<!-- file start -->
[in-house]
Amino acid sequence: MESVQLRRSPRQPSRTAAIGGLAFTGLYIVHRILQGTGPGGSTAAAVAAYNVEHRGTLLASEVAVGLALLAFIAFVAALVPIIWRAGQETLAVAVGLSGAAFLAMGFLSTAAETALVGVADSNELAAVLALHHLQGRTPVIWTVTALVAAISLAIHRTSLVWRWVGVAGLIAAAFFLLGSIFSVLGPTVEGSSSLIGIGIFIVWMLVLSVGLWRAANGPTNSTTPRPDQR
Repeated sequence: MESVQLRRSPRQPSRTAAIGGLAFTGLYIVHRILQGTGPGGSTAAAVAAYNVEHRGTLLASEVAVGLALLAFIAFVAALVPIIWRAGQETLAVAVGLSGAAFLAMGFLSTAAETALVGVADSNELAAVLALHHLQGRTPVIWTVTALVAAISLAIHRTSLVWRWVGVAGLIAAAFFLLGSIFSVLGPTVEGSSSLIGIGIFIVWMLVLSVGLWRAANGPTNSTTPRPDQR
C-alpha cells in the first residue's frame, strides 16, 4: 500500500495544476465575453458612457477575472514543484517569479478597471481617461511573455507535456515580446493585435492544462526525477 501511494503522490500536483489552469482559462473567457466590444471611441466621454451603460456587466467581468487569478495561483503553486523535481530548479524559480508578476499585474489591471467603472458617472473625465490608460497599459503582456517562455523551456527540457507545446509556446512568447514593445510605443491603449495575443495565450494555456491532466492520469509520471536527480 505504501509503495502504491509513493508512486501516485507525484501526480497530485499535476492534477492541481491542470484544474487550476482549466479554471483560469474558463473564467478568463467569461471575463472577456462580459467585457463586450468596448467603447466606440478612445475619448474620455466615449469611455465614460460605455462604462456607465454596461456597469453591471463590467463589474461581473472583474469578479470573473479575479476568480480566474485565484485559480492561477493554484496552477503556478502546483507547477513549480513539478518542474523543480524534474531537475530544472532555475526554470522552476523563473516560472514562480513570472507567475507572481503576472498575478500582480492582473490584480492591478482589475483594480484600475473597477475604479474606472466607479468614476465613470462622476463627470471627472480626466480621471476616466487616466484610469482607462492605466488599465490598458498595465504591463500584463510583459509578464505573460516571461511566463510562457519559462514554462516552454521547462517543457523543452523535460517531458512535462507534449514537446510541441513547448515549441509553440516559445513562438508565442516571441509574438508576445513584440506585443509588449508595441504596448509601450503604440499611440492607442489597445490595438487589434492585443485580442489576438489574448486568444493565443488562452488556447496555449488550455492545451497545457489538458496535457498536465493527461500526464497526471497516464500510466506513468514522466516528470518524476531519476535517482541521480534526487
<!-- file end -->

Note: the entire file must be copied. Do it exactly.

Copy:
[in-house]
Amino acid sequence: MESVQLRRSPRQPSRTAAIGGLAFTGLYIVHRILQGTGPGGSTAAAVAAYNVEHRGTLLASEVAVGLALLAFIAFVAALVPIIWRAGQETLAVAVGLSGAAFLAMGFLSTAAETALVGVADSNELAAVLALHHLQGRTPVIWTVTALVAAISLAIHRTSLVWRWVGVAGLIAAAFFLLGSIFSVLGPTVEGSSSLIGIGIFIVWMLVLSVGLWRAANGPTNSTTPRPDQR
Repeated sequence: MESVQLRRSPRQPSRTAAIGGLAFTGLYIVHRILQGTGPGGSTAAAVAAYNVEHRGTLLASEVAVGLALLAFIAFVAALVPIIWRAGQETLAVAVGLSGAAFLAMGFLSTAAETALVGVADSNELAAVLALHHLQGRTPVIWTVTALVAAISLAIHRTSLVWRWVGVAGLIAAAFFLLGSIFSVLGPTVEGSSSLIGIGIFIVWMLVLSVGLWRAANGPTNSTTPRPDQR
C-alpha cells in the first residue's frame, strides 16, 4: 500500500495544476465575453458612457477575472514543484517569479478597471481617461511573455507535456515580446493585435492544462526525477 501511494503522490500536483489552469482559462473567457466590444471611441466621454451603460456587466467581468487569478495561483503553486523535481530548479524559480508578476499585474489591471467603472458617472473625465490608460497599459503582456517562455523551456527540457507545446509556446512568447514593445510605443491603449495575443495565450494555456491532466492520469509520471536527480 505504501509503495502504491509513493508512486501516485507525484501526480497530485499535476492534477492541481491542470484544474487550476482549466479554471483560469474558463473564467478568463467569461471575463472577456462580459467585457463586450468596448467603447466606440478612445475619448474620455466615449469611455465614460460605455462604462456607465454596461456597469453591471463590467463589474461581473472583474469578479470573473479575479476568480480566474485565484485559480492561477493554484496552477503556478502546483507547477513549480513539478518542474523543480524534474531537475530544472532555475526554470522552476523563473516560472514562480513570472507567475507572481503576472498575478500582480492582473490584480492591478482589475483594480484600475473597477475604479474606472466607479468614476465613470462622476463627470471627472480626466480621471476616466487616466484610469482607462492605466488599465490598458498595465504591463500584463510583459509578464505573460516571461511566463510562457519559462514554462516552454521547462517543457523543452523535460517531458512535462507534449514537446510541441513547448515549441509553440516559445513562438508565442516571441509574438508576445513584440506585443509588449508595441504596448509601450503604440499611440492607442489597445490595438487589434492585443485580442489576438489574448486568444493565443488562452488556447496555449488550455492545451497545457489538458496535457498536465493527461500526464497526471497516464500510466506513468514522466516528470518524476531519476535517482541521480534526487